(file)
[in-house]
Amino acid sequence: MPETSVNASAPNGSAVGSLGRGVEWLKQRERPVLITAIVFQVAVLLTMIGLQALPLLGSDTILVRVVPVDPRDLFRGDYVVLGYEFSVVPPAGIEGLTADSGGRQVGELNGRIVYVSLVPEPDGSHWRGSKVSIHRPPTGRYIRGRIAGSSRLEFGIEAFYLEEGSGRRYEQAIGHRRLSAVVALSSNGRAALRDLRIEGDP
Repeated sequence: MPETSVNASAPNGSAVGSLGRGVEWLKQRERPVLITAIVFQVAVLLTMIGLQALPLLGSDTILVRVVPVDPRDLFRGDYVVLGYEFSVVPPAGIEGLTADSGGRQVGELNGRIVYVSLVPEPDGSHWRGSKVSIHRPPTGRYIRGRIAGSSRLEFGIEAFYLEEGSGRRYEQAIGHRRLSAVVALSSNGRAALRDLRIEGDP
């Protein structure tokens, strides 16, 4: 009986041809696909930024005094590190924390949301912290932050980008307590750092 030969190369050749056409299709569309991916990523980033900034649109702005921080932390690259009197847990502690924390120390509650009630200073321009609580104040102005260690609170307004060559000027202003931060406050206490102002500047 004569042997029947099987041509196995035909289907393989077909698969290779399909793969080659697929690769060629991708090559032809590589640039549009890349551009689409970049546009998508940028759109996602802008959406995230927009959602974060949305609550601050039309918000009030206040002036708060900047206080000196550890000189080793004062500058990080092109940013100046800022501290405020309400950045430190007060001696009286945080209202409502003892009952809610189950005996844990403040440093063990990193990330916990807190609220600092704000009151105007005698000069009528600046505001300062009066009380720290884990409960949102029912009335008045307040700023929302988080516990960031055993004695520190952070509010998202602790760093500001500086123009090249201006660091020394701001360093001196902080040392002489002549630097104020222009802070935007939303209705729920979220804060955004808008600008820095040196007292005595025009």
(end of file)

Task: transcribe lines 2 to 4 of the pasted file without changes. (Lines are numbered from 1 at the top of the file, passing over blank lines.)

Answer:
Amino acid sequence: MPETSVNASAPNGSAVGSLGRGVEWLKQRERPVLITAIVFQVAVLLTMIGLQALPLLGSDTILVRVVPVDPRDLFRGDYVVLGYEFSVVPPAGIEGLTADSGGRQVGELNGRIVYVSLVPEPDGSHWRGSKVSIHRPPTGRYIRGRIAGSSRLEFGIEAFYLEEGSGRRYEQAIGHRRLSAVVALSSNGRAALRDLRIEGDP
Repeated sequence: MPETSVNASAPNGSAVGSLGRGVEWLKQRERPVLITAIVFQVAVLLTMIGLQALPLLGSDTILVRVVPVDPRDLFRGDYVVLGYEFSVVPPAGIEGLTADSGGRQVGELNGRIVYVSLVPEPDGSHWRGSKVSIHRPPTGRYIRGRIAGSSRLEFGIEAFYLEEGSGRRYEQAIGHRRLSAVVALSSNGRAALRDLRIEGDP
């Protein structure tokens, strides 16, 4: 009986041809696909930024005094590190924390949301912290932050980008307590750092 030969190369050749056409299709569309991916990523980033900034649109702005921080932390690259009197847990502690924390120390509650009630200073321009609580104040102005260690609170307004060559000027202003931060406050206490102002500047 004569042997029947099987041509196995035909289907393989077909698969290779399909793969080659697929690769060629991708090559032809590589640039549009890349551009689409970049546009998508940028759109996602802008959406995230927009959602974060949305609550601050039309918000009030206040002036708060900047206080000196550890000189080793004062500058990080092109940013100046800022501290405020309400950045430190007060001696009286945080209202409502003892009952809610189950005996844990403040440093063990990193990330916990807190609220600092704000009151105007005698000069009528600046505001300062009066009380720290884990409960949102029912009335008045307040700023929302988080516990960031055993004695520190952070509010998202602790760093500001500086123009090249201006660091020394701001360093001196902080040392002489002549630097104020222009802070935007939303209705729920979220804060955004808008600008820095040196007292005595025009």